(viii) Market Research: The collection of reliable date relating to markets their analysis and interpretation, etc should also be considered while formulating the marketing mix.

19. What is the marketing mix? What are the elements of marketing mix? Explain them (4 P’s)?

Ans: Marketing mix refers to one of the major concepts in modern marketing. According to Philip Kotler “marketing mix is a set of controllable marketing variables that the firm blends to produce the response it wants in the target market”. It is the combination of four controllable variables which constitutes the company’s marketing system.

Elements of marketing mix:

(i) Product.

(ii) Price.

(iii) Place.

(iv) Promotion.

Four P’s of Marketing Mix 

Successful businessmen know the importance of marketing mix because they cannot design and promote their products without a marketing mix.  It is a mixture of 4 P’s of marketing mix such as product, place, price and promotion. 4 P’s Of Marketing Mix:

(i) Product: Product is one of important part of marketing mix because it reflects the good or bad reputation of any organization.  The products represent any business efficiently.  Successful organizations always search out the buying habits of their customers and designed their products based on those buying habits in order to meet the customer’s requirements. They also design their products based on important factors such as purchasing power and geographical locations etc.  They try to design products which are affordable for customers.  Companies always design their products according to customer’s budget and affordability.

They do not compromise on their product quality.  Some companies maintain their quality and do not compromise on price but there are some companies which produce products according to the affordability of customers. Marketers communicate with their customers directly and convince them to buy their products.

(ii) Price: It is the worth of product on which customers are agreed to buy the products.  Price of the product should be according to the range of regular customers.  Prices are fluctuating according to seasonal requirements. Marketers always try to satisfy their clients at any cost.  If employees of the company are satisfied with their job and performance rewards, they can become an effective asset of any organization.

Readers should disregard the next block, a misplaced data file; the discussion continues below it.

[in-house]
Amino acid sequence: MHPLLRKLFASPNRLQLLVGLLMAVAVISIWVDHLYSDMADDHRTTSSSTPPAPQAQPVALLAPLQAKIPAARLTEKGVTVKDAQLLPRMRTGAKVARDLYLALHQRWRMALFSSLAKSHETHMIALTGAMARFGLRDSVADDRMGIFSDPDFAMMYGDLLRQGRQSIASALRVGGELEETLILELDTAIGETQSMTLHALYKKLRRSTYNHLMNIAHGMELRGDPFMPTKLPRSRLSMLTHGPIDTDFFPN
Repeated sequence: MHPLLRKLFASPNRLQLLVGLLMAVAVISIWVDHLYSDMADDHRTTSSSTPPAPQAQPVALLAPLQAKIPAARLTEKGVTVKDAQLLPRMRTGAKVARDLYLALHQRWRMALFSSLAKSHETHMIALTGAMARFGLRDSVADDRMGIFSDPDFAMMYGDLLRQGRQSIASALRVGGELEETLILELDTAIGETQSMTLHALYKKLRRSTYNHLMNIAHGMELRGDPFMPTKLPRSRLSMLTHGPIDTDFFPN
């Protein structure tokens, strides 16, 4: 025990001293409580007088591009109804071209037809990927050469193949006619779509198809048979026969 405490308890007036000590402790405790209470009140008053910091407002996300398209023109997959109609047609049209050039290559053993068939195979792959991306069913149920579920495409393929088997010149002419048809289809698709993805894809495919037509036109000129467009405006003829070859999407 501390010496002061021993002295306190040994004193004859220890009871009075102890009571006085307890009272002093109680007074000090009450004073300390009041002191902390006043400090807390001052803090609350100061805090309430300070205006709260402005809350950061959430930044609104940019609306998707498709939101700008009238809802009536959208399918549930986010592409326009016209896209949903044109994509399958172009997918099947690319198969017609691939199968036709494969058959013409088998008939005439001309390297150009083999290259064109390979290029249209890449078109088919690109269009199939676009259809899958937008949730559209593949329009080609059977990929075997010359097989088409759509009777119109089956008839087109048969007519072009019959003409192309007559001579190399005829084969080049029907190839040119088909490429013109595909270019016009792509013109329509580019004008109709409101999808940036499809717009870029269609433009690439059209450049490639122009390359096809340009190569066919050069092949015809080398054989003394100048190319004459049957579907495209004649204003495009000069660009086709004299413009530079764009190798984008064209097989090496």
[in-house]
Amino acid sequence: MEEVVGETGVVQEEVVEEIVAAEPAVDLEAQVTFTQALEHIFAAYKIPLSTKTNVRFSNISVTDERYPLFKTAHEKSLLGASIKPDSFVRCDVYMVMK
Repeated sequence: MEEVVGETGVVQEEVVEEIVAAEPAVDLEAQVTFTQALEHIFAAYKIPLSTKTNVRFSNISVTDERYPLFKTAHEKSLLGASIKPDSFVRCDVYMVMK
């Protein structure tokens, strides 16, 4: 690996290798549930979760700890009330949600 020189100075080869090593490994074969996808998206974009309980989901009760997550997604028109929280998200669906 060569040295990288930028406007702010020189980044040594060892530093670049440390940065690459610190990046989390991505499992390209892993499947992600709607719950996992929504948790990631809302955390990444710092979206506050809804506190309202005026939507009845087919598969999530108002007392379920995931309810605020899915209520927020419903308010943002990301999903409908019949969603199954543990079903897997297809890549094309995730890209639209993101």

(iii) Place: Products always design based on geographical place because customers buy products according to their traditions and seasons.  Companies which are going to spread their business networks throughout the world must visit the place where they want to open their branches. They need to study the traditions and seasonal changes of the country where they want to initialize their products.

(iv) Promotion: Promotion activities involve marketing and advertising.  Promotional activities are used to create awareness about the products.  Customers know about products and their specification through social marketing media. Companies adopt social marketing media in order to create awareness about their products and services.  Promotional activities and techniques are important if companies initialize new products or make some changes in product’s specifications. Promotional activities include advertising, selling, public relations and sales promotions.  Advertising is a paid form of promotion that grabs the attention of customers through channels or TV. It also involves relationships between customers and companies.  Marketers should design products that meet customers’ needs and demands.

20. What are the causes of marketing Risk and how can it be dealt with?

Ans. Marketing Mix have the following three causes:

(A) Changes in the market conditions.

(B) Natural causes.

(C) Human factors.

(I) Risk caused by changes in Market conditions: They are basically economic risks and any changes in the price will affect not only the sales but also loss of expected profit.

Such price risks may be:

(a) Time Risks: Generally prices will change over a period of time. New inventions and discoveries, income changes, exhaustion of natural resources, changes in the size and distribution of population and such other factors will bring about a change causing certain time Risks.

(b) Place Risks: Prices differ from place to place because of certain geographical conditions and demand patterns. They have influence on costs of production and distribution which affects price also. In case of perishable goods the extent of place risk will be musk more.